To honor the 500th anniversary of the Reformation, we Christians might insist anew that the whole life of the Christian is indeed about repentance. Jesus began his ministry with such a call: “Repent, for the kingdom of heaven has come near” (Matt. 4:17), and repentance is the key note in the early church’s preaching (Acts 2:38, 3:19, 5:31, 8:22, 11:18, 13:24, 17:30, 19:4, 20:21, 26:20).
And this should include not just others’ repentance but our own. Not just confessing sins against God but also sins against neighbor. We have recently learned how to prophetically speak truth to power but have lost the nerve to speak prophetically to ourselves. The problem is always out there, in an unjust institution or a careless or evil person.
We avoid repentance because we remain addicted to the drug of self-justification. “I don’t need to repent because I’m the one righteously calling out the social and personal sins of others.” Or “If I say I am complicit, it will give my political and social enemies leverage against me and my cause.” Or even more to the point, “If I were to really look at and then acknowledge how much self-centeredness and pride infects even my most righteous actions, I would have to admit I’m a hypocrite and a moral failure.”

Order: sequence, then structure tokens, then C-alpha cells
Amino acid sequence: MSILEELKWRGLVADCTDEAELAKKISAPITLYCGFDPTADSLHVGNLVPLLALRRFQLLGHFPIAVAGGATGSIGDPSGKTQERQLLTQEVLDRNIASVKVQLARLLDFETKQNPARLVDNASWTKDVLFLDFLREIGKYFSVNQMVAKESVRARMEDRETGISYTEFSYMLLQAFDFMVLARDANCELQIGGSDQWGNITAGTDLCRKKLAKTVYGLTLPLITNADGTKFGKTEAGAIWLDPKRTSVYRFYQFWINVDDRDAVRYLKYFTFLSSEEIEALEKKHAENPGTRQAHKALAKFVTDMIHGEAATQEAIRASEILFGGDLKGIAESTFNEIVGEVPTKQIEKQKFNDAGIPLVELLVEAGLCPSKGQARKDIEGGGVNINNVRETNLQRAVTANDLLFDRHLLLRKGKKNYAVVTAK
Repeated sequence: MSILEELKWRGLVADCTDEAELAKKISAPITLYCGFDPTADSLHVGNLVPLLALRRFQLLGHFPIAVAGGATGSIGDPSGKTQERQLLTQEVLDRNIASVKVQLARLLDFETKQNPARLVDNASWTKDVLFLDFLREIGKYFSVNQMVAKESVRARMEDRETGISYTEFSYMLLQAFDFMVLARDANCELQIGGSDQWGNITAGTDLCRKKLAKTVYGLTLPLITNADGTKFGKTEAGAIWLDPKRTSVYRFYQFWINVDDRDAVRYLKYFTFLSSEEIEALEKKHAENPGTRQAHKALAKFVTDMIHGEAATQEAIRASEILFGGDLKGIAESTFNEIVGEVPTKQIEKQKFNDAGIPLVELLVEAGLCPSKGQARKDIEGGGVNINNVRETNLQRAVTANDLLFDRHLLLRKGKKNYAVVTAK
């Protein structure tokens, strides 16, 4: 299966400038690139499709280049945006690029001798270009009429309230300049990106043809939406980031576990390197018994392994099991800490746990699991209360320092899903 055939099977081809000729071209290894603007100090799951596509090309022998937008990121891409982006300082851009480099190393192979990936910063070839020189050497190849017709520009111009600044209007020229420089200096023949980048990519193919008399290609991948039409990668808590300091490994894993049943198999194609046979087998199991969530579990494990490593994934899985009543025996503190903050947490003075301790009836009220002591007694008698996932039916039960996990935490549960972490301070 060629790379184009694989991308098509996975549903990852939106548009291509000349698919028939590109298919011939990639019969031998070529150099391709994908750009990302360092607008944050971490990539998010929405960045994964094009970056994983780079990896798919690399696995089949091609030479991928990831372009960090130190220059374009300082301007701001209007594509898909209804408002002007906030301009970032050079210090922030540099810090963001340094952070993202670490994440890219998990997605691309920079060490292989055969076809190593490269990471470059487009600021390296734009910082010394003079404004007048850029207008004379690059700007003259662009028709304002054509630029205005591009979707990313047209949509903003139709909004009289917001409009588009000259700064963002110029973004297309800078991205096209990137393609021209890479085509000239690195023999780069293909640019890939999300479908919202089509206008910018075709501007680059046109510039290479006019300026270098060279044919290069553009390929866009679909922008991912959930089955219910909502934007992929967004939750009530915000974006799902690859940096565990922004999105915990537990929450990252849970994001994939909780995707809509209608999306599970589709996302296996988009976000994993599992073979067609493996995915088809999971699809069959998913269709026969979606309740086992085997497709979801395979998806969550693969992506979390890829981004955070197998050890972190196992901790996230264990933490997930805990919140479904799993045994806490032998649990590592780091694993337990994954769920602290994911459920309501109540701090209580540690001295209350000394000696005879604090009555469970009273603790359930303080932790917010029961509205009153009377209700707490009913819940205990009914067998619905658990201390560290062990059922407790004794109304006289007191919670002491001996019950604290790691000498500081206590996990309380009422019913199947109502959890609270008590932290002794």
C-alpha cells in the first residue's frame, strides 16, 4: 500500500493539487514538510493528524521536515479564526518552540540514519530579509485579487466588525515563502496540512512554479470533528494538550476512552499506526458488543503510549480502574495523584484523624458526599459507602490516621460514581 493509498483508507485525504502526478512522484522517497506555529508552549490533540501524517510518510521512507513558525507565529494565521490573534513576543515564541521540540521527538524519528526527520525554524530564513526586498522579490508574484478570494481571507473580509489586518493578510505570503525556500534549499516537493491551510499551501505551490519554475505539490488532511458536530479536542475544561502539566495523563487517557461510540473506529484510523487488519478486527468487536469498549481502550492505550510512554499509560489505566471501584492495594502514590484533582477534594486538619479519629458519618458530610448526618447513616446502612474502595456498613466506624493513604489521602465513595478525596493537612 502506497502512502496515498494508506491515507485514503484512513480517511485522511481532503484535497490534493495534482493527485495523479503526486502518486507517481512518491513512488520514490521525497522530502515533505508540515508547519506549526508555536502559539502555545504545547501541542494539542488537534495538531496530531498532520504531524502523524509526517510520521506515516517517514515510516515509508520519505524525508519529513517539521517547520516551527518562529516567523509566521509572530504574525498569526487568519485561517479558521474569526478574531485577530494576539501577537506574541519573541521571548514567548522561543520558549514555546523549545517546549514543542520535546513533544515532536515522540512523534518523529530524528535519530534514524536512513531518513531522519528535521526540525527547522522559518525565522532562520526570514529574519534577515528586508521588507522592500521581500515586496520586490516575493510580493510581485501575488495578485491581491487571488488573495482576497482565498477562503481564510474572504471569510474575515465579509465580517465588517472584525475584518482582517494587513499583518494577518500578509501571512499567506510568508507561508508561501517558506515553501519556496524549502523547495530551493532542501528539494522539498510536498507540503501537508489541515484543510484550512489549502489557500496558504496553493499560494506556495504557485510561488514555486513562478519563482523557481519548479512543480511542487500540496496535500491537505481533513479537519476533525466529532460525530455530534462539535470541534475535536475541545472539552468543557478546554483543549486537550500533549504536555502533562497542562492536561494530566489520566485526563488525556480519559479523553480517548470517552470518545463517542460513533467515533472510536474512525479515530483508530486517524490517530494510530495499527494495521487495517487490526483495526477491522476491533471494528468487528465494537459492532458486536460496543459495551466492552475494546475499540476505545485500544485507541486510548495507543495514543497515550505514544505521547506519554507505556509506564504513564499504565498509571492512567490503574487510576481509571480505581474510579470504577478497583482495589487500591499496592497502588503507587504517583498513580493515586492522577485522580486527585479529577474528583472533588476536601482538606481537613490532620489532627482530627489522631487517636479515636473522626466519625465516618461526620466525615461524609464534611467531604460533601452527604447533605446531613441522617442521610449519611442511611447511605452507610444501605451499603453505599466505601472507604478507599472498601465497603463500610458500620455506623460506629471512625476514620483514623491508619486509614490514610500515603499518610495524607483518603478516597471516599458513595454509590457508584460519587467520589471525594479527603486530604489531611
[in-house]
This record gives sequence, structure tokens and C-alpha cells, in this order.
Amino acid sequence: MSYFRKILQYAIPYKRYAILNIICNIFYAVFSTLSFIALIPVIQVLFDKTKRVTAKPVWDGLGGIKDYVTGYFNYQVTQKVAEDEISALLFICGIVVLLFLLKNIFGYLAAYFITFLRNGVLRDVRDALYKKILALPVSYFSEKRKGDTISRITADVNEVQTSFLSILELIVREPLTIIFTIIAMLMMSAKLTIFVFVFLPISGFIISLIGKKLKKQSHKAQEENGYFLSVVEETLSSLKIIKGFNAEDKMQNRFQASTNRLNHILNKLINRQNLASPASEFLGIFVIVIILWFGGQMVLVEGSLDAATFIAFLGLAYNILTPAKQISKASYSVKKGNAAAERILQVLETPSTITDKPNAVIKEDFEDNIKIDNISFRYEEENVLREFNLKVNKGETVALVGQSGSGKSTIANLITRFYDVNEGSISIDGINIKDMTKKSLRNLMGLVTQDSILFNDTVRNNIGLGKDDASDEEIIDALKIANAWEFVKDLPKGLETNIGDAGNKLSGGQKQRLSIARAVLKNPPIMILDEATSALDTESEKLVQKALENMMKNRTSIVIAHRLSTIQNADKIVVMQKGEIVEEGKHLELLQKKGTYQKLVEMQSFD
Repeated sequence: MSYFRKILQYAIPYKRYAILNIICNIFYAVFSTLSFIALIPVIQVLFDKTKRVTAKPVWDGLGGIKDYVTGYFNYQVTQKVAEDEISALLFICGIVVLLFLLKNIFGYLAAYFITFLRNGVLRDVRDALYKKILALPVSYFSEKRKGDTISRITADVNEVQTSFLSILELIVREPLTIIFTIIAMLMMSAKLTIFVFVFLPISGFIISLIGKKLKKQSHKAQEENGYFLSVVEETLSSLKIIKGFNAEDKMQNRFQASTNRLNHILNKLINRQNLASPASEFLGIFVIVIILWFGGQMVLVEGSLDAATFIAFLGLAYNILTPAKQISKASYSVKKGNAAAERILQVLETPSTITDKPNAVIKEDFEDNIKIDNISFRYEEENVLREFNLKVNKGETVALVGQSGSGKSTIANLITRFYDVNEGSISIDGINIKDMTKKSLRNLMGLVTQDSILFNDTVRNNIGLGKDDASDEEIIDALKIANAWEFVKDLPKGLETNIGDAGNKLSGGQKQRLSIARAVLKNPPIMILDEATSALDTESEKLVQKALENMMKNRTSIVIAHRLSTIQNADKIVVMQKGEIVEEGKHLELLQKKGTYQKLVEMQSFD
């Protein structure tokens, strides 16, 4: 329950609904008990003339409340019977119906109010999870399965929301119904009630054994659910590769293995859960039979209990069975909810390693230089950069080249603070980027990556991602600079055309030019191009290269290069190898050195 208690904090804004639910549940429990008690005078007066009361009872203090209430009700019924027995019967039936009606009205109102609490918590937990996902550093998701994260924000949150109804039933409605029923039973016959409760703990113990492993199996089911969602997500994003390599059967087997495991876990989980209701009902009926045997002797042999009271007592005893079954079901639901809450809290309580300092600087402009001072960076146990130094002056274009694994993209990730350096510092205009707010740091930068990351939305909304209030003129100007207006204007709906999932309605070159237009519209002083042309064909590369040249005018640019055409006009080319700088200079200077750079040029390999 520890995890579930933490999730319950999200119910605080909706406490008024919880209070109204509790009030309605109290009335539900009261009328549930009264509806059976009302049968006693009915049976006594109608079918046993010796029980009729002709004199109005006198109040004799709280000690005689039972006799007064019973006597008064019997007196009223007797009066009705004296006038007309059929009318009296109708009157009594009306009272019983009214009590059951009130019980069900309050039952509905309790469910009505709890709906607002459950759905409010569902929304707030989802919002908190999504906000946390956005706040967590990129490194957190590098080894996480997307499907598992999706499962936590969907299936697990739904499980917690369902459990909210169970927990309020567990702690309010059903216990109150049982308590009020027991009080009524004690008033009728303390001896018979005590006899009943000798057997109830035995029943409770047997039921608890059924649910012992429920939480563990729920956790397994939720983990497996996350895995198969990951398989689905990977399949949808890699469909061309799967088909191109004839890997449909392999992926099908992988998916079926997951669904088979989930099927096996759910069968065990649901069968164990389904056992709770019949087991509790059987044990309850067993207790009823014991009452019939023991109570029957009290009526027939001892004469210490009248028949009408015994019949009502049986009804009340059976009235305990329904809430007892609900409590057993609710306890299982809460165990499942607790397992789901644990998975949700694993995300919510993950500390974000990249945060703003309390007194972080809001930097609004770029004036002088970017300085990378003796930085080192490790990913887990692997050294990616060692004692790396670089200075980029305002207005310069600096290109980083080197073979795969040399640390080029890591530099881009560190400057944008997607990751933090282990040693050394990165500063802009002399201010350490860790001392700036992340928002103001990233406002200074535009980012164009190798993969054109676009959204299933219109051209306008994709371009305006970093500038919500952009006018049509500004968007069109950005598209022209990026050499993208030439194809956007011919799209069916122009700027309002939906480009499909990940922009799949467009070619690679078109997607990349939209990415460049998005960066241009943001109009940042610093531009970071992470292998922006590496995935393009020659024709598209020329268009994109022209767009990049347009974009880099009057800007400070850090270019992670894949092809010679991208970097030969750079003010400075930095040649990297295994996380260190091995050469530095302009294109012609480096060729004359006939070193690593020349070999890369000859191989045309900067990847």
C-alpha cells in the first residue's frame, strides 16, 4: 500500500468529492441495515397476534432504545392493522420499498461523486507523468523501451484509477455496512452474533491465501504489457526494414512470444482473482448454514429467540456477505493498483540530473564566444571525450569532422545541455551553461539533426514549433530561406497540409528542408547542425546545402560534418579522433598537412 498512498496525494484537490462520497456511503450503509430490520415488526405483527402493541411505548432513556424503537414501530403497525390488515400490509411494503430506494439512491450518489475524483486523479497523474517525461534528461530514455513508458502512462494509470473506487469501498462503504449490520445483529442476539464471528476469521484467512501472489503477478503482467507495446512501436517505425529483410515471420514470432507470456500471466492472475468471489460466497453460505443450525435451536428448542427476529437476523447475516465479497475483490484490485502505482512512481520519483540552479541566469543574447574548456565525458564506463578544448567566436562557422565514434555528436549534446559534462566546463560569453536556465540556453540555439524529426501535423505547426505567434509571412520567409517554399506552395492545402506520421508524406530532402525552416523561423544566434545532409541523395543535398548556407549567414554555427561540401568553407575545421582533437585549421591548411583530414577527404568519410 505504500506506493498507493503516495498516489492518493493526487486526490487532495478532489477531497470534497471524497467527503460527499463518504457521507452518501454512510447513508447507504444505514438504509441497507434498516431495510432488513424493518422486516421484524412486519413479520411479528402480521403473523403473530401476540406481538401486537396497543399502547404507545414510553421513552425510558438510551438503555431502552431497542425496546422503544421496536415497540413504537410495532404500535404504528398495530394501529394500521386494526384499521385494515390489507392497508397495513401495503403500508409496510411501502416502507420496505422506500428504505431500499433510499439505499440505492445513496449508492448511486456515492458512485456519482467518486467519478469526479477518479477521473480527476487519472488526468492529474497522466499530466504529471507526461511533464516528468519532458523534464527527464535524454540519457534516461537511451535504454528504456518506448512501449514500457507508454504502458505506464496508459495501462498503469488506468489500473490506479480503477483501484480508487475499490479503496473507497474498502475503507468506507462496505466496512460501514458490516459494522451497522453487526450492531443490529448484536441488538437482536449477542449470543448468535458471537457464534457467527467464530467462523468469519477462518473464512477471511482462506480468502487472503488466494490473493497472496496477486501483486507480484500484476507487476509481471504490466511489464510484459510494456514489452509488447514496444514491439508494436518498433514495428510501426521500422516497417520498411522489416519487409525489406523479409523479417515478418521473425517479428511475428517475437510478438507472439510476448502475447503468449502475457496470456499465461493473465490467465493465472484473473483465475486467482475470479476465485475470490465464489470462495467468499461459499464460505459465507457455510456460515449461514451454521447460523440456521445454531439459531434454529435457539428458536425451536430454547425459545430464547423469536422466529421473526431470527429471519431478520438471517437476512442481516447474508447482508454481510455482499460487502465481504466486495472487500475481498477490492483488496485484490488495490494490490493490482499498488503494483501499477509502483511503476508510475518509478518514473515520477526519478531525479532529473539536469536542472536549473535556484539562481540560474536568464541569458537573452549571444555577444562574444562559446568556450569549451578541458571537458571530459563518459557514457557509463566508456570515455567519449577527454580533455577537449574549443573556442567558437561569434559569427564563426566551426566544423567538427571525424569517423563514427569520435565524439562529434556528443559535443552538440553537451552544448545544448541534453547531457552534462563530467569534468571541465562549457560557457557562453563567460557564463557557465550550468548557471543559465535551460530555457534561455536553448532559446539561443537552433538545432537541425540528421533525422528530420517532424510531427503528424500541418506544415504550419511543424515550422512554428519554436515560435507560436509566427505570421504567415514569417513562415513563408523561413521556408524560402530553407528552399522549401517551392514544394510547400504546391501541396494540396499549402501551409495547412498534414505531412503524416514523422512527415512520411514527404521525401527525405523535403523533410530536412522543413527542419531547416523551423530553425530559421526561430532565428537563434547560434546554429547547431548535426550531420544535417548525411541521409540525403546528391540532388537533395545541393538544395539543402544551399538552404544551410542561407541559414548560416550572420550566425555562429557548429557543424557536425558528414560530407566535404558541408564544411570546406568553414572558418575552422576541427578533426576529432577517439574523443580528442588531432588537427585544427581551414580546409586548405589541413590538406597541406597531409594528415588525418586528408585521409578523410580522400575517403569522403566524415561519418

Well, yes. Aren’t we all? That’s precisely why Jesus came, to save the world from itself and to save us from ourselves. That’s why the word repentance is usually connected to the phrase “good news,” as Mark highlights in his summary of Jesus’ early preaching: “Repent and believe the good news!” (1:15).
Repentance is the means by which we experience the forgiveness of sins, for one. This alone changes everything, of course. And thus it is also the means by which we can change the temperature of the angry debates in church, online, and in our culture.